The IRS last year proposed an update to mortality tables that have not been updated in at least 10 years, asking for comments.

American Benefits Council counsel Kent Mason testified that the rulemaking falls under President Donald Trump’s executive order calling for two existing regulations to be cut before new regulations are issued. Mr. Mason also argued that cost-benefit analysis is required because updating the tables “is going to have an effect in the hundreds of millions of dollars on some companies.”

That’s a lovely Trump angle there, Mason. Let me know how well that works.

FWIW, I haven’t been able to find the SOA report, yet. It’s not on their press release page or the main pension mortality page, as of right now.

I did see this tweet:

So maybe they were busy at the meeting and will update when they get back into the office.

One of the things that the Society of Actuaries excels at is experience studies, especially in mortality. I use their mortality research all the time.


For “fun”, I’m going to take an old life expectancy calculator I had, and seed it with three different mortality table sets – using sex distinct mortality:

  • GAM 94, Static tables — includes mortality improvement
  • RP-2000, Healthy Annuitant
  • RP-2014, total data set, Healthy Annuitant

I’m pulling all of these from the SOA mortality database, and you can find lots more mortality tables there.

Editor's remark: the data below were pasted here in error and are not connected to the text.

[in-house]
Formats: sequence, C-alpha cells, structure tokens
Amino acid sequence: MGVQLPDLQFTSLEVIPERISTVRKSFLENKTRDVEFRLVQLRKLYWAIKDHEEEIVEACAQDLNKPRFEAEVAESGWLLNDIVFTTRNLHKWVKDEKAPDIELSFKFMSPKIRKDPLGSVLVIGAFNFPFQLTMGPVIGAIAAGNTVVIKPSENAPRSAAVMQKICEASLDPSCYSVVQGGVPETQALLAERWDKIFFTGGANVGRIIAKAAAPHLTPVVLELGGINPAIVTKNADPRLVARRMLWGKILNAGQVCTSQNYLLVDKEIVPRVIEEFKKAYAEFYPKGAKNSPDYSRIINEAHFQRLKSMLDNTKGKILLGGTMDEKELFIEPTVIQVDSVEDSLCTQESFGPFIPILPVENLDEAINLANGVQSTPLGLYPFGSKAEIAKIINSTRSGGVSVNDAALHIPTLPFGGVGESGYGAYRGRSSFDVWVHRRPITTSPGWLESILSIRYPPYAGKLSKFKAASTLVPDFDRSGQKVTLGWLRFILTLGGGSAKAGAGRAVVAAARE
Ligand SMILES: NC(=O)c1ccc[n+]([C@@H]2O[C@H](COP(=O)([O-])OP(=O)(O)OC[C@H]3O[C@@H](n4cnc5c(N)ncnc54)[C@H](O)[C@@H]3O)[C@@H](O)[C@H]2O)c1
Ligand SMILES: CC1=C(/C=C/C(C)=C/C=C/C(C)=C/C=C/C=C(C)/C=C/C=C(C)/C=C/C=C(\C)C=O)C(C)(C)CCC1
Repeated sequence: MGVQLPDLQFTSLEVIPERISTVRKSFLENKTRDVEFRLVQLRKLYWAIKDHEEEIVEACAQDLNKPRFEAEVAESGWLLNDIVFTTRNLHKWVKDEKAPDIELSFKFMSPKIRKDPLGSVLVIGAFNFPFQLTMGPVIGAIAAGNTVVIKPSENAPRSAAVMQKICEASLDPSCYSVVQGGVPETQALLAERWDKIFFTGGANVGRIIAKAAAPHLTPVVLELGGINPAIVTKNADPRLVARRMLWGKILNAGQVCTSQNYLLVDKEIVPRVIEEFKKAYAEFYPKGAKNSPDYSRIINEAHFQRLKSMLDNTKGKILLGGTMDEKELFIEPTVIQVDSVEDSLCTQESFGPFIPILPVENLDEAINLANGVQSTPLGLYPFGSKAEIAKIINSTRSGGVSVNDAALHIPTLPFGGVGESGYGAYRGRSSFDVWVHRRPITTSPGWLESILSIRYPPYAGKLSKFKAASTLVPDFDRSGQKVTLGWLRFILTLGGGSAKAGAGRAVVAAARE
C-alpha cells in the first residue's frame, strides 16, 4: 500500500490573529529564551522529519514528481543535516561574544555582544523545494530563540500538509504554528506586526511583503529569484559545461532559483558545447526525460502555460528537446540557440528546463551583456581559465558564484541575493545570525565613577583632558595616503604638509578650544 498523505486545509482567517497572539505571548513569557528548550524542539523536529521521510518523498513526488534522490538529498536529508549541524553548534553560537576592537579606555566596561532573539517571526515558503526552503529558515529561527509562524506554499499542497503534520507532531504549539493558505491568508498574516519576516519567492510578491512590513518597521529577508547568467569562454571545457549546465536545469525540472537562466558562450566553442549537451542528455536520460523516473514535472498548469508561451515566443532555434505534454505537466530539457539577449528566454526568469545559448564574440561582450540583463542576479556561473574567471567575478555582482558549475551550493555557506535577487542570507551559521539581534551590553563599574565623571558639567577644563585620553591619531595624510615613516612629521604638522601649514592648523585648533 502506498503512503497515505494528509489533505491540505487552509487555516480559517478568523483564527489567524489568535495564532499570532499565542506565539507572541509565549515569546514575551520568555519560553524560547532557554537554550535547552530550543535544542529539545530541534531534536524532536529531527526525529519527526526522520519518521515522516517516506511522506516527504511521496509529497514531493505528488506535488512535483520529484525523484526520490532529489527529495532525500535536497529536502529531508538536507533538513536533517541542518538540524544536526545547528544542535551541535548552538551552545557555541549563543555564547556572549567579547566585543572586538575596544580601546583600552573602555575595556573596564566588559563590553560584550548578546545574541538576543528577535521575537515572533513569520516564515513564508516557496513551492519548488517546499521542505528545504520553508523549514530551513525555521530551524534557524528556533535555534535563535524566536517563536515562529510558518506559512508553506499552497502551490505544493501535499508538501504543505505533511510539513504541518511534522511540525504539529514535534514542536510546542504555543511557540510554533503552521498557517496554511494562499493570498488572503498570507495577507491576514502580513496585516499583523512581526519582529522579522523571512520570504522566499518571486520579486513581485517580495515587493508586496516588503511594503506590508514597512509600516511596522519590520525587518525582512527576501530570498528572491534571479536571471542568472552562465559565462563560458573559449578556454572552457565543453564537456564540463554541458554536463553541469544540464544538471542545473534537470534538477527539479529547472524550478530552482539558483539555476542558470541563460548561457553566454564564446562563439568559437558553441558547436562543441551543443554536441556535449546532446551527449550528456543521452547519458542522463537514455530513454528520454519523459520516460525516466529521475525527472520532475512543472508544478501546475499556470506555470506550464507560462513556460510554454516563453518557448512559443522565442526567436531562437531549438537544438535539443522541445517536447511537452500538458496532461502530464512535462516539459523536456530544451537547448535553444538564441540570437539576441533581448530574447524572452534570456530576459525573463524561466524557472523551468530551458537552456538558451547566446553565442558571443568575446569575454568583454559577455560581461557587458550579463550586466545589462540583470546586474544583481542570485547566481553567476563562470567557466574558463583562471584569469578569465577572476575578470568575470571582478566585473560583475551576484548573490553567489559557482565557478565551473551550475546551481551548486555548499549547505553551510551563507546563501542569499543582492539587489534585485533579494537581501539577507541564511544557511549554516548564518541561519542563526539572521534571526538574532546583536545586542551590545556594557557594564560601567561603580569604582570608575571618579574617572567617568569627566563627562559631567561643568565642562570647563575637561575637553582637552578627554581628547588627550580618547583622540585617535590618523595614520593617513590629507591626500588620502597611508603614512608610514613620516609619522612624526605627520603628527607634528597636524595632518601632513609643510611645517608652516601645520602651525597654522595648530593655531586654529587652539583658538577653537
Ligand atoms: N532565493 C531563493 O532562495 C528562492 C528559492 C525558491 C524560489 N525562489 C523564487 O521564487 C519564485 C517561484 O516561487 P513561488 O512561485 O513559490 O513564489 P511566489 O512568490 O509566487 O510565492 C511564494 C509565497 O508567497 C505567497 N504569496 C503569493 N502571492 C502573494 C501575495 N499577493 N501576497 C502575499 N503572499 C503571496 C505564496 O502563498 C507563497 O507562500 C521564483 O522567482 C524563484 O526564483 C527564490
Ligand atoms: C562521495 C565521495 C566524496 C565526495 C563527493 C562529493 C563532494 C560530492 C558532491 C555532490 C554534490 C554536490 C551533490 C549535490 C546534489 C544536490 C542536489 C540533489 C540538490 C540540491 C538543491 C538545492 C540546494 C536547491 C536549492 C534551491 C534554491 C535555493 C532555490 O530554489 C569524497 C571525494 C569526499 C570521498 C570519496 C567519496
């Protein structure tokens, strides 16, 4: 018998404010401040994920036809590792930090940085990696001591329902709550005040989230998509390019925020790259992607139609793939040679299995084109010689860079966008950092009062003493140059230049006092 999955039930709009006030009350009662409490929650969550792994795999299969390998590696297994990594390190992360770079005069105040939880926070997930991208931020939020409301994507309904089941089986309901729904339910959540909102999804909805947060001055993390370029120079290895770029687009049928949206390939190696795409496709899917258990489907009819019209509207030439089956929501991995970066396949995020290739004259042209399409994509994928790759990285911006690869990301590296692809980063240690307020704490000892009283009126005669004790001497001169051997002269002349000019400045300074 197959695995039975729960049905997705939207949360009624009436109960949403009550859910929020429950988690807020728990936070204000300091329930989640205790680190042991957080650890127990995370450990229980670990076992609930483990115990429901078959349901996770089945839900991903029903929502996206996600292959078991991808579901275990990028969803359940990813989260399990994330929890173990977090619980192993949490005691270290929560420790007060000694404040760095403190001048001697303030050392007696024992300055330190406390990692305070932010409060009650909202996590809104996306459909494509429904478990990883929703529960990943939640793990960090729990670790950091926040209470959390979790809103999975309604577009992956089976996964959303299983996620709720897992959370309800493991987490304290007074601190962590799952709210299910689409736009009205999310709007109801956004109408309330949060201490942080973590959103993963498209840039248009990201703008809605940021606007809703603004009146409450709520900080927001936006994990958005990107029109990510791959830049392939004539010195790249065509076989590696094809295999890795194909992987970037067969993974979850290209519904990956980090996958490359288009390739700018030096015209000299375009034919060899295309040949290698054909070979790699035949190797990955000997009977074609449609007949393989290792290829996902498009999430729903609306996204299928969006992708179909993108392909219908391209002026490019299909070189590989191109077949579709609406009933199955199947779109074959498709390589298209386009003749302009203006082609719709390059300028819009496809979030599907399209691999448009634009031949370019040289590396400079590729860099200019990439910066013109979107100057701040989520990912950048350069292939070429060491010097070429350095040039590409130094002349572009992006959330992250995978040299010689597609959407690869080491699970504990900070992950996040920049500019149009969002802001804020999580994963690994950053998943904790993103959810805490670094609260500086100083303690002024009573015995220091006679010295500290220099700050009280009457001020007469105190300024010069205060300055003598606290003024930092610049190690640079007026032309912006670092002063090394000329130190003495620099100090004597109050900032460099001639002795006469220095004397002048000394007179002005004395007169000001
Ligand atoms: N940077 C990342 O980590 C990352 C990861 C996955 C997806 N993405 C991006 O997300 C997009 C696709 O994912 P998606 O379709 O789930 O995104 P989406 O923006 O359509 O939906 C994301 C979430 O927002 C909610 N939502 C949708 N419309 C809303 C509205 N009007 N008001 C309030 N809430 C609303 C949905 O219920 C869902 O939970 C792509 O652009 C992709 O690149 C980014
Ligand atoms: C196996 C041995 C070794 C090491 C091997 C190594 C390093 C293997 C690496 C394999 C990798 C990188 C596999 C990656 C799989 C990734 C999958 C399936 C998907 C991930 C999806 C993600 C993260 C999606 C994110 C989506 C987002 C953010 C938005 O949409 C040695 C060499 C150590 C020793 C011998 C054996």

I will share my spreadsheet, but keep in mind I am doing this somewhat quickly and won’t have the whole thing locked down right yet. There may be errors when you play with it.

For fun, let’s consider a male age 65, in the three mortality sets:

Um, that was a bit of a jump in life expectancy. Jeez.

If you’d like to play with the spreadsheet and try different settings (age from 50 to 85, the three mortality table sets, two sexes), you can download the spreadsheet here.

It does have macros – it’s a user-defined function that does the interpolation for determining percentiles.


This is catch-up week, so here are some stories on pension mortality tables from the last year:

The increasing life expectancies, especially when the discount rates are fairly low, can have a large effect.


Back to that original article.

Here is how it ends:

The change could also spill over into public pension funds. “It has sparked questions for public-sector plans as to whether or not they should be reflecting the updates, and how they should do it,” said Ms. Kleinstuber with the American Academy of Actuaries.

She sees two schools of thought on whether public plans need to update their tables, which the Society of Actuaries will study next year. In the meantime, actuarial standards of practice require public plans to use their best estimates, said Ms. Kleinstuber. “There is a lot of professional judgment that comes into play. Different actuaries will have different views of what is going to happen in the future, and different plan sponsors may have different ideas.”

Ooogah Boogah public pensions. They’re coming for ya.

Related Posts
Mortality Monday: DEATH TO GEESE
Supreme Court Mortality Projection Update!
Drug Overdose Deaths, Part 2: Age-Related Trends 1999-2020 with Provisional Results in 2021